During Summer, there is nothing more enjoyable than taking your dog for a nice long walk, you’ll both feel all the better for it. However as professional dog walkers, we are aware that this freedom increases the dangers your dog can be exposed to. So here are our Essential Tips to help you make sure that you and your dog make the most of the great outdoors.
It’s all too easy to forget that dogs are not as good as humans at dealing with hot weather and they can easily overheat, especially if they are enjoying a game chasing after a ball. Some simple precautions can stop this happening.
Exercise them in the mornings and evenings when the weather is cooler.
Take extra care with long-haired, black, short-nosed dogs, overweight and elderly dogs who are especially at risk in hot weather, even on a regular walk.
Make sure you always take water with you, even on a short walk, just in case. On really hot days if they are playing, make sure they have a break every few minutes and give them a cooling spray with a hose when you get back.
Watch out for hot pavements
Ouch! Take care on pavements – they heat up in the sun and can easily burn those pads. Here’s a good test – put the back of your hand on the pavement, and if you can’t keep it there for five seconds, it’s too hot for your dog to walk on.
Hot Cars & Spaces
You should not leave your dog in the car for even a minute on a sunny day even with the window slightly open. The same also applies to hot, airless rooms such as a conservatory. At 25 degrees Celsius, dogs in hot cars begin to pant excessively within 2 minutes and can die in less than 15 minutes.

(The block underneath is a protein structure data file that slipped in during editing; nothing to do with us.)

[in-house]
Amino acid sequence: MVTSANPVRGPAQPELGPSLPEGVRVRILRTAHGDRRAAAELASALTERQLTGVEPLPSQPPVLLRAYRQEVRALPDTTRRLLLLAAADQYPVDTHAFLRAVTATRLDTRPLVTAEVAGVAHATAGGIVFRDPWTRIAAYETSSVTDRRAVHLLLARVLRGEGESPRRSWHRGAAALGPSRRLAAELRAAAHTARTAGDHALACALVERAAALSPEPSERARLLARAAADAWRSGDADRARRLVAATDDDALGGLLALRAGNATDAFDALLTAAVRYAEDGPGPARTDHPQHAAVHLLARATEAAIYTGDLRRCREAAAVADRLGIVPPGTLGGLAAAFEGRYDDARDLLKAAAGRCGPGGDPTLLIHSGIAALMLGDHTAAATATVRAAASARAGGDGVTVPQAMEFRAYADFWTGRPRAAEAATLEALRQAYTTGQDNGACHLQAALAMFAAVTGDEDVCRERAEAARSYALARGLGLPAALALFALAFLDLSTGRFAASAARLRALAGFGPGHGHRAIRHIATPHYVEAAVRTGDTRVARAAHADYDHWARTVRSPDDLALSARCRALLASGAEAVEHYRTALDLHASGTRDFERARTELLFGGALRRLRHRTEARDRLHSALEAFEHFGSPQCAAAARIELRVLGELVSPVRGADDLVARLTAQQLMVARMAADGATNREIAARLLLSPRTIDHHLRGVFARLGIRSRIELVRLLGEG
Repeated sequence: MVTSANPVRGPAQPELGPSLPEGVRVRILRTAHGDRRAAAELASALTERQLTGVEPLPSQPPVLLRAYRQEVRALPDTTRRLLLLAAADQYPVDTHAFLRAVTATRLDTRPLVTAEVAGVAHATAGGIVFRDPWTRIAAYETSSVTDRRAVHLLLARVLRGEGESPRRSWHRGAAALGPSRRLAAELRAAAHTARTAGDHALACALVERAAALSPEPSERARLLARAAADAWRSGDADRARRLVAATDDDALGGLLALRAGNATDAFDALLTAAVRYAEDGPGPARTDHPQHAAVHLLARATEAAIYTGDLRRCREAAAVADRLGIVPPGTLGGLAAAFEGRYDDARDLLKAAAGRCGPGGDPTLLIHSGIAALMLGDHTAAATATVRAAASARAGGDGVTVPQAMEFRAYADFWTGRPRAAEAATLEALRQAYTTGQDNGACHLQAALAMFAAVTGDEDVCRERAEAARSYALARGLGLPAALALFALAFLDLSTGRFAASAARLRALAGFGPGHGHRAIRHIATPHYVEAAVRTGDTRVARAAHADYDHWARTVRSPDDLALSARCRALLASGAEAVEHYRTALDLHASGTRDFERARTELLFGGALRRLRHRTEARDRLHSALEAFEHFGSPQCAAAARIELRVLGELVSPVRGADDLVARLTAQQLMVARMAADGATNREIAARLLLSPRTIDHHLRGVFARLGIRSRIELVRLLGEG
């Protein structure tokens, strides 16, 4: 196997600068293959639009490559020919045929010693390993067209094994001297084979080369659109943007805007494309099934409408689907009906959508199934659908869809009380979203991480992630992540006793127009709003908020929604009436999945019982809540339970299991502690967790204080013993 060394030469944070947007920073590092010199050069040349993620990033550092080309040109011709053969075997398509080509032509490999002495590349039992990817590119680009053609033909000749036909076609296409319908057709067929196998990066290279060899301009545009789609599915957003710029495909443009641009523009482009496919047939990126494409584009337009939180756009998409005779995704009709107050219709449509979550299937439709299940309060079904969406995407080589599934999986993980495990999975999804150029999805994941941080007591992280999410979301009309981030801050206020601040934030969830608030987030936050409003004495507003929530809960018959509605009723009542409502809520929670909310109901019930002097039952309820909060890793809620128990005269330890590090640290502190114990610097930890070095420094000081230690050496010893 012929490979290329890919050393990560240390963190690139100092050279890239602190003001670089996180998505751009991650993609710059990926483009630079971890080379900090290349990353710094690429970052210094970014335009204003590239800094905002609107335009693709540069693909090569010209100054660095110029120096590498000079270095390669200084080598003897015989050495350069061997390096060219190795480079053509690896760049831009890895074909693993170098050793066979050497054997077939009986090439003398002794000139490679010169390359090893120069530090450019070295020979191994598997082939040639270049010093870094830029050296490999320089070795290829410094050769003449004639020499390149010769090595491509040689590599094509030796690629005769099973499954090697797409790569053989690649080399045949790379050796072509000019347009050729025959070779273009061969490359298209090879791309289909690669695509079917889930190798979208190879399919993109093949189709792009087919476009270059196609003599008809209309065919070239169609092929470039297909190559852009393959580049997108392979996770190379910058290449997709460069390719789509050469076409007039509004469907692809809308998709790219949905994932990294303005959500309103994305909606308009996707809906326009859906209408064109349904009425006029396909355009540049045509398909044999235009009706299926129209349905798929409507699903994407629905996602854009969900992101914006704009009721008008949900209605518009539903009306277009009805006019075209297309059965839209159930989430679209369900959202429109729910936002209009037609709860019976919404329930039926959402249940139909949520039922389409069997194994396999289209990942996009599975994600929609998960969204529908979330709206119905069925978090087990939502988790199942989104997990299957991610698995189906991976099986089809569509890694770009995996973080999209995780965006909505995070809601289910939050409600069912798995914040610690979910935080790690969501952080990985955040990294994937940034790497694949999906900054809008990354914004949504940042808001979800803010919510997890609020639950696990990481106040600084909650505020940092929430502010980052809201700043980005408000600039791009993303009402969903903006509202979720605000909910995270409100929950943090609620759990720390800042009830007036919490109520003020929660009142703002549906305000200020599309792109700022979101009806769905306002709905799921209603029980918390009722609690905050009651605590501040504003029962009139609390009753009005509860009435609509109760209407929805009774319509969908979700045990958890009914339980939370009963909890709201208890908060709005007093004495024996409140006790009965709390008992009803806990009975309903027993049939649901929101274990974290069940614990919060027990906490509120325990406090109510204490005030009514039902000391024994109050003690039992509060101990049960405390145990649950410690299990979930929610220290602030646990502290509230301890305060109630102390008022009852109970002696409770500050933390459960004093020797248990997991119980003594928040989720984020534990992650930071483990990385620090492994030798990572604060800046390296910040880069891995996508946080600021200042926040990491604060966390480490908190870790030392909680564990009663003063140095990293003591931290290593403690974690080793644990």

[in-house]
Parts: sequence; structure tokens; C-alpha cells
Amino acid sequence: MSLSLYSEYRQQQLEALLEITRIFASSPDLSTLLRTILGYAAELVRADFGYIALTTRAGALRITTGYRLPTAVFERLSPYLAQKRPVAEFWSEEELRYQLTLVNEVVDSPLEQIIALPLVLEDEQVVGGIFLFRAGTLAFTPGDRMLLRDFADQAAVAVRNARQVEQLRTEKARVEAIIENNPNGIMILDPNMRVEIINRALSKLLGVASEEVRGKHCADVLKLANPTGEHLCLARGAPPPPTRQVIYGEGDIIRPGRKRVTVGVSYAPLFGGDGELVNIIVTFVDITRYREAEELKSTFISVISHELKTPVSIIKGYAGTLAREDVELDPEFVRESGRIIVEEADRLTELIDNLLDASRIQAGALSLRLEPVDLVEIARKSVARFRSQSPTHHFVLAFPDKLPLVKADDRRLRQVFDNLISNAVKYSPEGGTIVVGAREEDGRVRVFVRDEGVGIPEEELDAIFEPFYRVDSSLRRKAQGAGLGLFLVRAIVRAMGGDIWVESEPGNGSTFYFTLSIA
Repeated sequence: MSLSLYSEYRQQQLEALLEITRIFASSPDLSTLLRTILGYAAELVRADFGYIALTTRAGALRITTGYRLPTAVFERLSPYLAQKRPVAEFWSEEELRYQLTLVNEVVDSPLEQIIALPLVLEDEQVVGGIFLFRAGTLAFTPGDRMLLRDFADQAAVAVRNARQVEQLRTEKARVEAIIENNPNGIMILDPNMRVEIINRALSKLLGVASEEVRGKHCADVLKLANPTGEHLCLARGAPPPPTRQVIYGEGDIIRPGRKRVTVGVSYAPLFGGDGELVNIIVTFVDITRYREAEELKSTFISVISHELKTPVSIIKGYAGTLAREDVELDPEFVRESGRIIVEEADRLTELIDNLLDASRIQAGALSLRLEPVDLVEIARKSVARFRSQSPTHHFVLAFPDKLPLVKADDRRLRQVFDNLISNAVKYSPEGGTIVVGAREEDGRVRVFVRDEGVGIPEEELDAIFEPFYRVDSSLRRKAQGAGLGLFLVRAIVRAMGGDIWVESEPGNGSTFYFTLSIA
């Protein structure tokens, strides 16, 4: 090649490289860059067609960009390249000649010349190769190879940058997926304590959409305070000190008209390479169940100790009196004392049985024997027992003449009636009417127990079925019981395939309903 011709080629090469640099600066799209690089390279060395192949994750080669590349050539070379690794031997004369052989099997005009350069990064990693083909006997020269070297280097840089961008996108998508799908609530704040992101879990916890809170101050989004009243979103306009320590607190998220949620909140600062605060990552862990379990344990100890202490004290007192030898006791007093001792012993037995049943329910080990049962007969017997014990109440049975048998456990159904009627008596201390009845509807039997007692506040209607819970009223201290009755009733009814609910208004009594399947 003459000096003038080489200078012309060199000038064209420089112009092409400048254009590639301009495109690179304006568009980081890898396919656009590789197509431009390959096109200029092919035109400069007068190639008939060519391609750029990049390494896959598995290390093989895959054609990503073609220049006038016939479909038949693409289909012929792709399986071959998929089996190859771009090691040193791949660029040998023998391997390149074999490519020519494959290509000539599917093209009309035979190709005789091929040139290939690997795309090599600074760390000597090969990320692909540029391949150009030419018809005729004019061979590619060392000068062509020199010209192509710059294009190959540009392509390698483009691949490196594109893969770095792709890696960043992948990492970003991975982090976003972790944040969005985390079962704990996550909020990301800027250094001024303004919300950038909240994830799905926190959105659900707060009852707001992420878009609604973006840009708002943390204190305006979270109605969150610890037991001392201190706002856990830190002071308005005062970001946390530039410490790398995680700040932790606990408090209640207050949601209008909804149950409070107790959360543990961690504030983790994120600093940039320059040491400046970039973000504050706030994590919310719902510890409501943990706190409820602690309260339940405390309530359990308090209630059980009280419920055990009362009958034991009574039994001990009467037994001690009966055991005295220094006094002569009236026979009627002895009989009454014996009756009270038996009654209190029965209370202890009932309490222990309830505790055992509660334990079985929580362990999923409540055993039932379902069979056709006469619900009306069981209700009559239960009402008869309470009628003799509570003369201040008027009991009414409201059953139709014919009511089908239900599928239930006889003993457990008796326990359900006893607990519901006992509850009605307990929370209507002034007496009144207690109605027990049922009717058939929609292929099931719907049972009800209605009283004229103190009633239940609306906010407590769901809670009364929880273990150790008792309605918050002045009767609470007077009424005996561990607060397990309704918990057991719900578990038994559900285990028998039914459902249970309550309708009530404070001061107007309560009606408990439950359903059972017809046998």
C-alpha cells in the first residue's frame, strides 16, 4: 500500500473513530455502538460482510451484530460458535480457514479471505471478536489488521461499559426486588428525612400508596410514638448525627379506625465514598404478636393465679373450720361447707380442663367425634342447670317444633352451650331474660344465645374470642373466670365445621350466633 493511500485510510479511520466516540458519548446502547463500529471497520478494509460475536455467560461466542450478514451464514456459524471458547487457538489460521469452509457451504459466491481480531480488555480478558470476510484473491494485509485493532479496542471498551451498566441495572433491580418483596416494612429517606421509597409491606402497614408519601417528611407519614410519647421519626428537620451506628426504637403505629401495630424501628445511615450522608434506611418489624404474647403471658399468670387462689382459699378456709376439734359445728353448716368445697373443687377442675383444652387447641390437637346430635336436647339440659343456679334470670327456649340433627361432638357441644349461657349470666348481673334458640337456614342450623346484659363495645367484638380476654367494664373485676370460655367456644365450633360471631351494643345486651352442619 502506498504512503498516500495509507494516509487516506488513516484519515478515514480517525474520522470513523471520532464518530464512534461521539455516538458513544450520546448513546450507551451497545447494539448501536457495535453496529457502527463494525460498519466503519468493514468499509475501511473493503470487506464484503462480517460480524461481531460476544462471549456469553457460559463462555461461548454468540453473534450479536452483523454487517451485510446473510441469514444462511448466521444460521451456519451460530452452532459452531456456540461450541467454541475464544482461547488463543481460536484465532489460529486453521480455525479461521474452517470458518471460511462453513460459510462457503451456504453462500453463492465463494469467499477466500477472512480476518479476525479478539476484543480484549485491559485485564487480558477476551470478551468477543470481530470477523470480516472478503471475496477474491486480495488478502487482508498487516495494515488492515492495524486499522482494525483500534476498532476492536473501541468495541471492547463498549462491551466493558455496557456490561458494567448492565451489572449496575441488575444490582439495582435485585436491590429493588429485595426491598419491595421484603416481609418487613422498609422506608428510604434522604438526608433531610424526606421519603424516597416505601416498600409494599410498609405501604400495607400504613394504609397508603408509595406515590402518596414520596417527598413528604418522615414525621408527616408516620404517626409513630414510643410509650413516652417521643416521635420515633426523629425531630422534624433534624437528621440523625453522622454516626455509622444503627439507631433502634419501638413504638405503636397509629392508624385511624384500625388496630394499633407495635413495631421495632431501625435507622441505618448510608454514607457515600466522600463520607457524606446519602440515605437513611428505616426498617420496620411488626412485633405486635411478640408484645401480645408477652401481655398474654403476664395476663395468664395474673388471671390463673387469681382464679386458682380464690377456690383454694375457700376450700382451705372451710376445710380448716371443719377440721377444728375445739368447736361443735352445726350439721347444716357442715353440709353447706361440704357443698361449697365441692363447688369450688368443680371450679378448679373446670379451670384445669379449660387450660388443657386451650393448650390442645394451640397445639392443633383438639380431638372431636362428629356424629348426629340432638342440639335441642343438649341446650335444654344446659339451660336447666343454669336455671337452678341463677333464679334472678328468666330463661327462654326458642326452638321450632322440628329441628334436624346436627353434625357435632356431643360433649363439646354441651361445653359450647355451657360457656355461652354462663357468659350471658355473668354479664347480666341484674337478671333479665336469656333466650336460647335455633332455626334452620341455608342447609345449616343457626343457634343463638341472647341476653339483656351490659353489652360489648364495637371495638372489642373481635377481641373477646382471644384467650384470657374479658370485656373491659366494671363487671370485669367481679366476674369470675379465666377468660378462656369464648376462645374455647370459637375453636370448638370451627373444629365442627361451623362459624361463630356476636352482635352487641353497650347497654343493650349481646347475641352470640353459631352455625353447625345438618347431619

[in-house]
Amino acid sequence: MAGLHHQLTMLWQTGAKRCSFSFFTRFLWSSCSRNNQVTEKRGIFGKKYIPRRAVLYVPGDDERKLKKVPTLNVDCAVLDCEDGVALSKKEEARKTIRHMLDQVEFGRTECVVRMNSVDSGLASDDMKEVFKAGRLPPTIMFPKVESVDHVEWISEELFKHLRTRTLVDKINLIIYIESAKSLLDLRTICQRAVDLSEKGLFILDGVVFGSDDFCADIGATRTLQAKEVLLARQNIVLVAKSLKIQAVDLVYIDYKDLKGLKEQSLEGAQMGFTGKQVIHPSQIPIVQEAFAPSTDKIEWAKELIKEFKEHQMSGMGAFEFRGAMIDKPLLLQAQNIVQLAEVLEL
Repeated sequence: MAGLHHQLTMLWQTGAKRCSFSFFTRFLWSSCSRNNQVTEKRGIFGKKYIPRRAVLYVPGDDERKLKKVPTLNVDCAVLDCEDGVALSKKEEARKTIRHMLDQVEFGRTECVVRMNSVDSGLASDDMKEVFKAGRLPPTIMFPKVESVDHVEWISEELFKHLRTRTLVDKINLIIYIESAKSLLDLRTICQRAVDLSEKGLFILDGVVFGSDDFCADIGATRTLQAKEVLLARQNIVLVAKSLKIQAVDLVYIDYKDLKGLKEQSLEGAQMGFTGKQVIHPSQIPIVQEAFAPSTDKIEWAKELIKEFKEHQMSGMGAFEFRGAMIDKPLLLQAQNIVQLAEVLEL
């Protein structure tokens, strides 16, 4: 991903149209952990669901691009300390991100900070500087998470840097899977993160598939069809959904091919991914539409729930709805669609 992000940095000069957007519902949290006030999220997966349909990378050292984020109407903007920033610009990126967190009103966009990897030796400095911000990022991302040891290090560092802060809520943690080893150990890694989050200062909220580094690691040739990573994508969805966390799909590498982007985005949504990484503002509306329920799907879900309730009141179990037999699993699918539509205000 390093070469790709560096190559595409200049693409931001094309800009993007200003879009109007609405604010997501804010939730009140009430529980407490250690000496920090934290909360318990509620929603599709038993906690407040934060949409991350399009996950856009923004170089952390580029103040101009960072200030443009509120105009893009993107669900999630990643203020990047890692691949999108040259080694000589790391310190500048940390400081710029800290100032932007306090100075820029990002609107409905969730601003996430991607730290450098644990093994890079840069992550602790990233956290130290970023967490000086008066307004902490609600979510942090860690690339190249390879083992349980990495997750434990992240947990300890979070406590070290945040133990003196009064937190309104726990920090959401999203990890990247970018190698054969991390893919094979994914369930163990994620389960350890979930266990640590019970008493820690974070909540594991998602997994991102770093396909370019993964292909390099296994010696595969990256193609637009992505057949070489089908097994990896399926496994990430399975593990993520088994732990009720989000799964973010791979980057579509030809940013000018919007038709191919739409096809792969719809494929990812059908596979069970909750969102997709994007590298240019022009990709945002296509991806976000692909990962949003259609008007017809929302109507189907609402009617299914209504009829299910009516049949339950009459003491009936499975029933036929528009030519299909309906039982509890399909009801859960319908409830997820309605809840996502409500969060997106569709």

Take care if going on a long journey on a hot day especially if you carry your dog behind the rear seats – remember they are surrounded by more glass than you are. If you have air conditioning make sure you use it and direct the airflow towards your pet. If you don’t, drive with the window down – the air will help them pant and cool off. Whatever you do, make sure you have plenty of water and take regular breaks.
When we go out in the sun we plaster ourselves with sun cream, but do we ever do the same for our four legged friends? All hairless breeds and dogs that have been clipped should be kept out of the sun as much as possible. Breeds such as terriers, spaniels, Chihuahuas, Doberman pinschers and other shorthaired dogs, as well as all breeds with white or pink skin, are at high risk from sunburn.
Dogs are pretty good at finding shade but if you know where you are going doesn’t have much, then take along either a special sunblock from your vet.
It is also a good idea to keep dogs indoors or well shaded areas between 10am and 4pm when the sun is at its fiercest.
We hope you have found these few simple precautions from We Love Pets helpful in making enjoying the great outdoors in Summer with your pet safer and less of a worry. If you have any concerns please contact your vet for advice.